Burn Pit Bill Would Grant Automatic Care!

by | Dec 17, 2020 | Burn Pit Exposure, Blog, News, Resources, Service Connected, Veteran's Benefits

Burn Pit Bill Would Grant Automatic Care!

One of the most challenging parts of getting a claim approved by the Department of Veteran’s Affairs is that most Veteran’s that are seeking out help cannot afford to wait – as their health and wellbeing are generally on the decline.

In an act to potentially optimize this process in a Veteran’s favor, both houses of Congress are working on and considering new legislation to effectively grant ‘presumptive’ status to any toxic exposure claims.

This would allow applicants to begin using VA services – the caveat being they’re still waiting on pending adjudication in the meantime.

Burn pits were unfortunately used to incinerate and destroy things from waste and hazardous materials to certain chemical compounds – at designated military sites in Iraq and Afghanistan.

Many reports have likened burn pit exposure to Agent Orange, a type of defoliant that has made Vietnam Veterans ill for decades – and, a large number of Veterans that were impacted are not in any way covered by the VA.

“The VA’s current model of ‘wait and see’ is not working.” – Rep. Elaine Lauria, Virginia.

Thankfully, this legislation has bipartisan support – where it’s lacking support however is from the VA itself. The VA website still does not link any known illnesses/diseases to burn pit exposure, according to former VA Secretary David Shulkin.

As of the time that this blog post was published, there are an estimated 3.75 million service members who’ve experienced this toxic exposure.

The legislation mentioned above would also work to prohibit the Department of Veteran’s Affairs from depending on research from NAS too much – research which would prove that any potential links between burn pits and future illnesses/diseases is false or lacking strength.

Another tough hurdle in the way of our nation’s bravest men & women is that any evidence of burn pit exposure needs to be presented to the VA – essentially, acting as provided proof/a paper trail of sorts. In addition to that, they must also present knowledge that the symptoms they are facing now came about during their time in the service.

The latter being the most difficult part as symptoms could take years to truly have manifested – and, to draw connections back to a particular deployment period, is certainly a difficult task.

“When the data’s not available, but appears to be plausible, the VA would give the Veteran immediate access to benefits and services.” – Former VA Secretary, David Shulkin.

I Served in Iraq/Afghanistan, What Risks Should I Be Looking For?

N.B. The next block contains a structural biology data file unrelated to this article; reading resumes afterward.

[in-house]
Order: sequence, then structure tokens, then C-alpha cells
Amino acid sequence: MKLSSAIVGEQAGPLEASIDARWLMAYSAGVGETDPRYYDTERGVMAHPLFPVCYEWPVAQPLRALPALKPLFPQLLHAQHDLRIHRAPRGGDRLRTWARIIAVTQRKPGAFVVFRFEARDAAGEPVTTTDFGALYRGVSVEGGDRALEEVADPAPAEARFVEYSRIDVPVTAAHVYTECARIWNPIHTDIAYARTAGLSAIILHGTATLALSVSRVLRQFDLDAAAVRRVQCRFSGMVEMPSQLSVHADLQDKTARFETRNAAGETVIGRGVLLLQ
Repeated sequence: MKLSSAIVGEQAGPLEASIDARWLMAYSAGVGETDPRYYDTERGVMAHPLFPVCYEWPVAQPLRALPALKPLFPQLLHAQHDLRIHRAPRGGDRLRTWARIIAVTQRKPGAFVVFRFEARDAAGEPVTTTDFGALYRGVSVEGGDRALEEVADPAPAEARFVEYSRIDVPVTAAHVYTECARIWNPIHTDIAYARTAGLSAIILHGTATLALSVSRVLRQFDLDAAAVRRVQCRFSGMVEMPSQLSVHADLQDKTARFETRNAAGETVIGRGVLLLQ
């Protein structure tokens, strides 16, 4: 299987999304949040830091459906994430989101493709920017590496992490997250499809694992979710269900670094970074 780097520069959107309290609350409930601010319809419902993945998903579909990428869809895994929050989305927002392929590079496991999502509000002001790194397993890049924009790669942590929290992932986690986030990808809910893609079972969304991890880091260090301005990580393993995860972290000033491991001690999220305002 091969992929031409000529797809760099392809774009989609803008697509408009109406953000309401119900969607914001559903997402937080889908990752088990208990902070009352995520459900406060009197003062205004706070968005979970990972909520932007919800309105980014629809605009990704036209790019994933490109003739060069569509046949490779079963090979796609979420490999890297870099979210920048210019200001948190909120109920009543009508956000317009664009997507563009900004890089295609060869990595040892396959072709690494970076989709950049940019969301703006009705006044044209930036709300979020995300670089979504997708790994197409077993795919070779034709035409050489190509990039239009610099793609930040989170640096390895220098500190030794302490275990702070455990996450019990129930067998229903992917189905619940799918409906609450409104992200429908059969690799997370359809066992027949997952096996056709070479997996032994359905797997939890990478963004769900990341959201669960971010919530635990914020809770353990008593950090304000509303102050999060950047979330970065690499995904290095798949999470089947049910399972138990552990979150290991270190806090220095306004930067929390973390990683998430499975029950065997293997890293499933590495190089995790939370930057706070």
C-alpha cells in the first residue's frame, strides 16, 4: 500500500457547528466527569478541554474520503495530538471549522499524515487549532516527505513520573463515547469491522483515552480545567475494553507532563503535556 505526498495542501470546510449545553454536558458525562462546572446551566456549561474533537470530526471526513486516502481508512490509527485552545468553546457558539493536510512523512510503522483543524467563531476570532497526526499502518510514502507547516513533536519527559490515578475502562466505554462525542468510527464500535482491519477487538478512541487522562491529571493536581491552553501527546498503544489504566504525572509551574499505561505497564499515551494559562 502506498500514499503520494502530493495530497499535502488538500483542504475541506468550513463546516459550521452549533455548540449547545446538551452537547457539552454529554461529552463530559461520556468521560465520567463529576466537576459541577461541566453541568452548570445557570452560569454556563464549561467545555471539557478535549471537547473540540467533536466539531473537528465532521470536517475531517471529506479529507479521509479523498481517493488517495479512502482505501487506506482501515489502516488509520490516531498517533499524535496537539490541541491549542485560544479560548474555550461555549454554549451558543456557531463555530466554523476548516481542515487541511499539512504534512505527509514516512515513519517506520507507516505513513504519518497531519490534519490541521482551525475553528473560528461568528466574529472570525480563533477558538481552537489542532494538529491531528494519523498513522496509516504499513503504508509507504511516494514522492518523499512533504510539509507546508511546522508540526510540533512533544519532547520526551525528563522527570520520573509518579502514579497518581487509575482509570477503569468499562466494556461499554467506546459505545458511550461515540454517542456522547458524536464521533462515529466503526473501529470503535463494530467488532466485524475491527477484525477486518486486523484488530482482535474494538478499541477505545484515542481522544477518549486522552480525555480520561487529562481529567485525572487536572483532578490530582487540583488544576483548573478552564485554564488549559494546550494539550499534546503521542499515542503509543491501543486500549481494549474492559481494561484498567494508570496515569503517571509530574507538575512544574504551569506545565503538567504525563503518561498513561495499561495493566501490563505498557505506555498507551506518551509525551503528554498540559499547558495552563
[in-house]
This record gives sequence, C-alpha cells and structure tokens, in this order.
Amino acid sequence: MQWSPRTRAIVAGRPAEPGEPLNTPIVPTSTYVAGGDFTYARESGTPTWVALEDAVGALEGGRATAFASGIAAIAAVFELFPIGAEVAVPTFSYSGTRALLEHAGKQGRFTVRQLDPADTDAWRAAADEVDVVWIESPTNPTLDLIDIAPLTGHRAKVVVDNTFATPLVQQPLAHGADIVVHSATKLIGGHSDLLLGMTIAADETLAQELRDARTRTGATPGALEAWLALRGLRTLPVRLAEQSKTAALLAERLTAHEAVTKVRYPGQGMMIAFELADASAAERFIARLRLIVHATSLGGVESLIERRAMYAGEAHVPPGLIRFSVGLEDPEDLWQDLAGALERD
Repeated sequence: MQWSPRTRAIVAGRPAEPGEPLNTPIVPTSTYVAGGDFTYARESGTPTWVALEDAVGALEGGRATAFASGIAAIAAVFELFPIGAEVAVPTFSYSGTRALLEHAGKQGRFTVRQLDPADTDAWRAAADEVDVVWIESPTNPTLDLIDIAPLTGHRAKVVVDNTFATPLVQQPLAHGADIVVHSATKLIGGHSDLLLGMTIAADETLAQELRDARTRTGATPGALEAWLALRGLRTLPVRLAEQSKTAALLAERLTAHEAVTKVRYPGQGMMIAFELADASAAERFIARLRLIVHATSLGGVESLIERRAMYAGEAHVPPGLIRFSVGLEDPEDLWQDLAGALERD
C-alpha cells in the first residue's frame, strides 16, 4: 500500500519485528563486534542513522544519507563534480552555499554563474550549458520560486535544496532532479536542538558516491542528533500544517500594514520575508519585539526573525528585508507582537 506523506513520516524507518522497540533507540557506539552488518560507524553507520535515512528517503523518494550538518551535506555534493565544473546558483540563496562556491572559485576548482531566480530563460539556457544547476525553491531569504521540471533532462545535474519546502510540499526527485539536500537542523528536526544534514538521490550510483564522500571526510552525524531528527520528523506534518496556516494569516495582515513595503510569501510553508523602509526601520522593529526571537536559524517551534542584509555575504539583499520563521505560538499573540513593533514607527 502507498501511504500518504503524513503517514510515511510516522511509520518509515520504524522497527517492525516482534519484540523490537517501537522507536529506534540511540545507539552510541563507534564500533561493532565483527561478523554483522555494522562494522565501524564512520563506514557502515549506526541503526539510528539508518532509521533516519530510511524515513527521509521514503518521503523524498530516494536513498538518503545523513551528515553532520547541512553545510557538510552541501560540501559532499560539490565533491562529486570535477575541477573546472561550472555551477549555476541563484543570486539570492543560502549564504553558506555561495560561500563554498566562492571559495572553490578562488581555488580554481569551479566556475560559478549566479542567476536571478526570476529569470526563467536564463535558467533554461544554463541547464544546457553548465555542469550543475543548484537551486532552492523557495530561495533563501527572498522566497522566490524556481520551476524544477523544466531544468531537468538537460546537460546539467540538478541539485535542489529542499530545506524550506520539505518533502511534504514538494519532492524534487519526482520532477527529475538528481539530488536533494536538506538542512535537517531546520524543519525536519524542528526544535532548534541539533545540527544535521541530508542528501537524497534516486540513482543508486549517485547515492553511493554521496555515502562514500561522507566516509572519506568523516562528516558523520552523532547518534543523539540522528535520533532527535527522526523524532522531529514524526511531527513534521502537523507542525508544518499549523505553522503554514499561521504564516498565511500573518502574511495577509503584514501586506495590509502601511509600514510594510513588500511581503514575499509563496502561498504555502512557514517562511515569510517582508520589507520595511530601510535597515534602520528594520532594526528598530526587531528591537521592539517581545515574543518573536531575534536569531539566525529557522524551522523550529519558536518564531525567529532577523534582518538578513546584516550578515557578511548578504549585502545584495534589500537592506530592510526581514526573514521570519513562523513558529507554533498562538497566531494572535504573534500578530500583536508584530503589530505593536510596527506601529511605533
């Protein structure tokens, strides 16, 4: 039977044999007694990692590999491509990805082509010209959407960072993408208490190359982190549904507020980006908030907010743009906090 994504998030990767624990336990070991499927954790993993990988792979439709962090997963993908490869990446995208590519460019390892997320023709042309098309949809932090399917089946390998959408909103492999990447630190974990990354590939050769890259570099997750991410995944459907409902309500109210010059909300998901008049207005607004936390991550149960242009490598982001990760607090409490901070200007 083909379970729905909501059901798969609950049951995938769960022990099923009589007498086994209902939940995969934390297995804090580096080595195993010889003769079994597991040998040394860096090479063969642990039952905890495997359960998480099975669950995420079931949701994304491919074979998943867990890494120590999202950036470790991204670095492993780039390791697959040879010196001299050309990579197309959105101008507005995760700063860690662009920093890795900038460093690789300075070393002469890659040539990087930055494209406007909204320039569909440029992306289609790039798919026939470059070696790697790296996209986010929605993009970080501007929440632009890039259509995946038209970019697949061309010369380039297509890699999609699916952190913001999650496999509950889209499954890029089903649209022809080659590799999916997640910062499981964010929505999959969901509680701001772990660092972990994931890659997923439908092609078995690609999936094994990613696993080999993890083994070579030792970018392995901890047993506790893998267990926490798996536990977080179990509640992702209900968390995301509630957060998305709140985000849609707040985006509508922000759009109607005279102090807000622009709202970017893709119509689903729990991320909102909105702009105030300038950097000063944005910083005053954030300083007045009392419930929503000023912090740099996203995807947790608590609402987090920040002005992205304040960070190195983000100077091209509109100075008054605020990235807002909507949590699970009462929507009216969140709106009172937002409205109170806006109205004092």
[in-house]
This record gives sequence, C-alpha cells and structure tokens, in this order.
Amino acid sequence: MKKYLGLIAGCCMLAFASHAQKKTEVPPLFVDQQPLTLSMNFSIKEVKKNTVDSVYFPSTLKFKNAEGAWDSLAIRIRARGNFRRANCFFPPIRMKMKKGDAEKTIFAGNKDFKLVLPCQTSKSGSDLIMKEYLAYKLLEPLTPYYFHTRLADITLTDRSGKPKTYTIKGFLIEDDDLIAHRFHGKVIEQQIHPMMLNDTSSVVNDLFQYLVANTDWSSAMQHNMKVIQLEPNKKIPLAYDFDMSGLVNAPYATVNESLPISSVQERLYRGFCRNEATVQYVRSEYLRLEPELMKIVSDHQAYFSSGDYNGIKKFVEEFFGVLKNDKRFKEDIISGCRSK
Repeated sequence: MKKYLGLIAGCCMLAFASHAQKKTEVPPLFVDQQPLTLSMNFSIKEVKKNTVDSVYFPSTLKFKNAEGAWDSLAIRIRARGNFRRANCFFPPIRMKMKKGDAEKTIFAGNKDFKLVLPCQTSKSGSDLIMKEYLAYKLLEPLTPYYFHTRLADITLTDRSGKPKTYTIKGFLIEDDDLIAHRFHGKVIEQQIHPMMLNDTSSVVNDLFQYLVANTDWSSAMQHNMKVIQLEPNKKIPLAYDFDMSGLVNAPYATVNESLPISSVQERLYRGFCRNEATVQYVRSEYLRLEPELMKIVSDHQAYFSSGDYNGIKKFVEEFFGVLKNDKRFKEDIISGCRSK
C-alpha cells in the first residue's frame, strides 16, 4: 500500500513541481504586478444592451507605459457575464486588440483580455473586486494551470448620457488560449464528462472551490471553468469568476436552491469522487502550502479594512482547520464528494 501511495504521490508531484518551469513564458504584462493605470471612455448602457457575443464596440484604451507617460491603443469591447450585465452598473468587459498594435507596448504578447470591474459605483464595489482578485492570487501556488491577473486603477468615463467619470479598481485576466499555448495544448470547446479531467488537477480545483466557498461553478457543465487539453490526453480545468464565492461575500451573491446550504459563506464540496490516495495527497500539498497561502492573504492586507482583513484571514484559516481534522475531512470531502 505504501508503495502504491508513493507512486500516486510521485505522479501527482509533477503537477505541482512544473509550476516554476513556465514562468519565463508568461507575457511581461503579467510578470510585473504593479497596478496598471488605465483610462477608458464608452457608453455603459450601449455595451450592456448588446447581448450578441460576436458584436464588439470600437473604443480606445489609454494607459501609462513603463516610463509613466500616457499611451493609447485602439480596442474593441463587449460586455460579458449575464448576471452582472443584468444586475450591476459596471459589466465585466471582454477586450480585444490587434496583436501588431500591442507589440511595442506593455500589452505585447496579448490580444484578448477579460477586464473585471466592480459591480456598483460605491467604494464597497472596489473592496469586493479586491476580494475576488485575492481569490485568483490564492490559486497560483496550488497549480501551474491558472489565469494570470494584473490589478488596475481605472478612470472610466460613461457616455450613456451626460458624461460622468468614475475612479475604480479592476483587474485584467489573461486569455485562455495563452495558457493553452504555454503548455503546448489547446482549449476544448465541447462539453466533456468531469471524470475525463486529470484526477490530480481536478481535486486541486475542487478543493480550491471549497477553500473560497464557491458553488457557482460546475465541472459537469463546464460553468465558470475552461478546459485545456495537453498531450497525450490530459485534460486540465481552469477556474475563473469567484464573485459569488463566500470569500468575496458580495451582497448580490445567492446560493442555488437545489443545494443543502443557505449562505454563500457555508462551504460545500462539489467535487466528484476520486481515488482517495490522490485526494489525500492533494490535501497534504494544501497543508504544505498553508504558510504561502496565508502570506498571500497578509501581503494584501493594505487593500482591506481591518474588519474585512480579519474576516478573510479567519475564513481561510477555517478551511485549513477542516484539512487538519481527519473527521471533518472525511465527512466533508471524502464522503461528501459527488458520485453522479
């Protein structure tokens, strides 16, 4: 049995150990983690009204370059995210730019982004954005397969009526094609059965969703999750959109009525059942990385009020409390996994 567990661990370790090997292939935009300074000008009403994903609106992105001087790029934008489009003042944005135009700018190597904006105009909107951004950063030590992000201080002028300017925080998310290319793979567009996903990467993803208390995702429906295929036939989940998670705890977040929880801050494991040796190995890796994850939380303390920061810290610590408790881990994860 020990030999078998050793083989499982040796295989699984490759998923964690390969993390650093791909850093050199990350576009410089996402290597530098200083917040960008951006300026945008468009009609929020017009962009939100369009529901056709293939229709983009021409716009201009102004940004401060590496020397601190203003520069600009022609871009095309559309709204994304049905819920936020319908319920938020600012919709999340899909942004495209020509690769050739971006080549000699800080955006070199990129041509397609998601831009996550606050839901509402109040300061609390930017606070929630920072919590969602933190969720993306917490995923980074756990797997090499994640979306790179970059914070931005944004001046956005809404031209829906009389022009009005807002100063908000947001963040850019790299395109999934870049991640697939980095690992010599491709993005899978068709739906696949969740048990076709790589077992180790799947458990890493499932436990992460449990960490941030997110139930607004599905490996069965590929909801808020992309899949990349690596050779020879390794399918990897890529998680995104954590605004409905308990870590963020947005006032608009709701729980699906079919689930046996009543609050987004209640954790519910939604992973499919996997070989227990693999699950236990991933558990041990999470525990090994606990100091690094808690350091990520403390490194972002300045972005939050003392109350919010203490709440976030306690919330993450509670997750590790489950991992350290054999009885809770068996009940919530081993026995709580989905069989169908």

The Department of Veteran’s Affairs is aware that anyone who served in Iraq/Afghanistan, under Operation Enduring Freedom, from October 7th, 2001 to the present day, was unfortunately at risk for being exposed to a multitude of hazardous conditions, including:

  • Burn Pits: Troops were exposed to open-air waste disposal consisting of burning chemicals, paint, medical & human waste, munitions, petroleum, plastic, rubber, wood, and discarded food.
  • Cold Injuries: Being in and around the mountain regions of Afghanistan caused troops to endure harsh winters with freezing temperatures, leading to hypothermia, frostbite, and other various cold-weather conditions.
  • Depleted Uranium: The United States military used depleted uranium inside of any of their armor-piercing projectiles. The element itself is far less radioactive than traditional uranium but it is unfortunately just as toxic, and serious health problems can still result from internal exposure, inhalation, and/or ingestion.
  • Mefloquine: This anti-malaria drug poses serious side-effects to many, including anxiety, paranoia, depression, hallucinations, suicidal thoughts, muscle fatigue, irregular heartbeat, and/or lung problems.
  • Noise: Hearing loss is a direct result of loud explosions, and can also play a major role in post-traumatic stress disorder (PTSD).
  • Occupational Hazards: Working with heavy machinery, or industrial chemicals can lead to occupational illnesses.
  • Rabies: This can be contracted through animal bites or contact with saliva from an already infected animal.
  • Sand, Dust, and Particulates: Afghanistan’s southern region is primarily desert terrain and the inhalation of fine particulates is clearly unavoidable in every way.
  • Toxic Embedded Fragments: Shrapnel that is contaminated with toxic embedded fragments can potentially push deadly chemicals into the bloodstream.
  • Traumatic Brain Injury/Injuries: Explosions or projectiles can produce concussive force, and can also penetrate the skull destroying brain tissue, ruining cognitive impairment.

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